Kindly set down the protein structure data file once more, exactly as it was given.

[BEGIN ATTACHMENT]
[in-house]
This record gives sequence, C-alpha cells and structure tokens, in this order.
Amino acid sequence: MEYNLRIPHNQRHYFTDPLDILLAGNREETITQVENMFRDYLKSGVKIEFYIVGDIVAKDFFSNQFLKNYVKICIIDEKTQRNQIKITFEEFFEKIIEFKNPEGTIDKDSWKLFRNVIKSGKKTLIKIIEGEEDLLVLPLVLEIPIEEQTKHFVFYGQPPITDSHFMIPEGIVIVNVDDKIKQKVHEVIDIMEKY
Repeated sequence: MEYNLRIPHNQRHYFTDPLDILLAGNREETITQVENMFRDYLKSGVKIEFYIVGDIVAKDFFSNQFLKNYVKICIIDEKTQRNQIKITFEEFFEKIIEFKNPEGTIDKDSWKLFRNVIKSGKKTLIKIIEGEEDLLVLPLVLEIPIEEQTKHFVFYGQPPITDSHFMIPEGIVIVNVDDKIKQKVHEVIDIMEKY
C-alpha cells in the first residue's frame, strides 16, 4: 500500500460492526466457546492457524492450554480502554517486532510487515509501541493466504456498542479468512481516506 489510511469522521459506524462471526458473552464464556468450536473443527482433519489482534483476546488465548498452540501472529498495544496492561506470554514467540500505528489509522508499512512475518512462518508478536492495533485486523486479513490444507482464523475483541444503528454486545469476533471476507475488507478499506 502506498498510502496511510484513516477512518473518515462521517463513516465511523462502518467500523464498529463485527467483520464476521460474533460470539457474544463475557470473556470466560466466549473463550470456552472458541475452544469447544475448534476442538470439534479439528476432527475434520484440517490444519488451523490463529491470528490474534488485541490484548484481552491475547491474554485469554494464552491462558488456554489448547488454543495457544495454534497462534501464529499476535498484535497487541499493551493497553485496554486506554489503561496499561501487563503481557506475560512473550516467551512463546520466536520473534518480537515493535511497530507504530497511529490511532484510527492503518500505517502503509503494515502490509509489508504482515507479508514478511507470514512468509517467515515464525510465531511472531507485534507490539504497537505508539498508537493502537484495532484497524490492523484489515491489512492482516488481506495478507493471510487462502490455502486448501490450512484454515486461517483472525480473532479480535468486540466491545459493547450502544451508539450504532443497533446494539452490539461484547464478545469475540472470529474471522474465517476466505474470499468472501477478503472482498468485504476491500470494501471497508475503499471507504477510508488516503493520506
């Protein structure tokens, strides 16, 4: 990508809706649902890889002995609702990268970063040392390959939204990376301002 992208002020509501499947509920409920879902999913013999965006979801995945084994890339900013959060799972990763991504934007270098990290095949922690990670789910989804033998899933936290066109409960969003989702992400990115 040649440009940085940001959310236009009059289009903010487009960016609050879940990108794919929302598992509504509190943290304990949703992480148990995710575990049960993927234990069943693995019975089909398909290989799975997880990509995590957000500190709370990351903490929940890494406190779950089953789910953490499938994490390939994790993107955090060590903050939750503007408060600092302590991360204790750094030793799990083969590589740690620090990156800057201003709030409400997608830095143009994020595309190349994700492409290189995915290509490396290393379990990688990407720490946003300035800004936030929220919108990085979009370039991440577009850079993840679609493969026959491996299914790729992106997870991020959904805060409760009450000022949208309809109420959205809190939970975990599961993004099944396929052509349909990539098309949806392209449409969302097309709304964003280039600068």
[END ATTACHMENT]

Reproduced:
[in-house]
This record gives sequence, C-alpha cells and structure tokens, in this order.
Amino acid sequence: MEYNLRIPHNQRHYFTDPLDILLAGNREETITQVENMFRDYLKSGVKIEFYIVGDIVAKDFFSNQFLKNYVKICIIDEKTQRNQIKITFEEFFEKIIEFKNPEGTIDKDSWKLFRNVIKSGKKTLIKIIEGEEDLLVLPLVLEIPIEEQTKHFVFYGQPPITDSHFMIPEGIVIVNVDDKIKQKVHEVIDIMEKY
Repeated sequence: MEYNLRIPHNQRHYFTDPLDILLAGNREETITQVENMFRDYLKSGVKIEFYIVGDIVAKDFFSNQFLKNYVKICIIDEKTQRNQIKITFEEFFEKIIEFKNPEGTIDKDSWKLFRNVIKSGKKTLIKIIEGEEDLLVLPLVLEIPIEEQTKHFVFYGQPPITDSHFMIPEGIVIVNVDDKIKQKVHEVIDIMEKY
C-alpha cells in the first residue's frame, strides 16, 4: 500500500460492526466457546492457524492450554480502554517486532510487515509501541493466504456498542479468512481516506 489510511469522521459506524462471526458473552464464556468450536473443527482433519489482534483476546488465548498452540501472529498495544496492561506470554514467540500505528489509522508499512512475518512462518508478536492495533485486523486479513490444507482464523475483541444503528454486545469476533471476507475488507478499506 502506498498510502496511510484513516477512518473518515462521517463513516465511523462502518467500523464498529463485527467483520464476521460474533460470539457474544463475557470473556470466560466466549473463550470456552472458541475452544469447544475448534476442538470439534479439528476432527475434520484440517490444519488451523490463529491470528490474534488485541490484548484481552491475547491474554485469554494464552491462558488456554489448547488454543495457544495454534497462534501464529499476535498484535497487541499493551493497553485496554486506554489503561496499561501487563503481557506475560512473550516467551512463546520466536520473534518480537515493535511497530507504530497511529490511532484510527492503518500505517502503509503494515502490509509489508504482515507479508514478511507470514512468509517467515515464525510465531511472531507485534507490539504497537505508539498508537493502537484495532484497524490492523484489515491489512492482516488481506495478507493471510487462502490455502486448501490450512484454515486461517483472525480473532479480535468486540466491545459493547450502544451508539450504532443497533446494539452490539461484547464478545469475540472470529474471522474465517476466505474470499468472501477478503472482498468485504476491500470494501471497508475503499471507504477510508488516503493520506
């Protein structure tokens, strides 16, 4: 990508809706649902890889002995609702990268970063040392390959939204990376301002 992208002020509501499947509920409920879902999913013999965006979801995945084994890339900013959060799972990763991504934007270098990290095949922690990670789910989804033998899933936290066109409960969003989702992400990115 040649440009940085940001959310236009009059289009903010487009960016609050879940990108794919929302598992509504509190943290304990949703992480148990995710575990049960993927234990069943693995019975089909398909290989799975997880990509995590957000500190709370990351903490929940890494406190779950089953789910953490499938994490390939994790993107955090060590903050939750503007408060600092302590991360204790750094030793799990083969590589740690620090990156800057201003709030409400997608830095143009994020595309190349994700492409290189995915290509490396290393379990990688990407720490946003300035800004936030929220919108990085979009370039991440577009850079993840679609493969026959491996299914790729992106997870991020959904805060409760009450000022949208309809109420959205809190939970975990599961993004099944396929052509349909990539098309949806392209449409969302097309709304964003280039600068």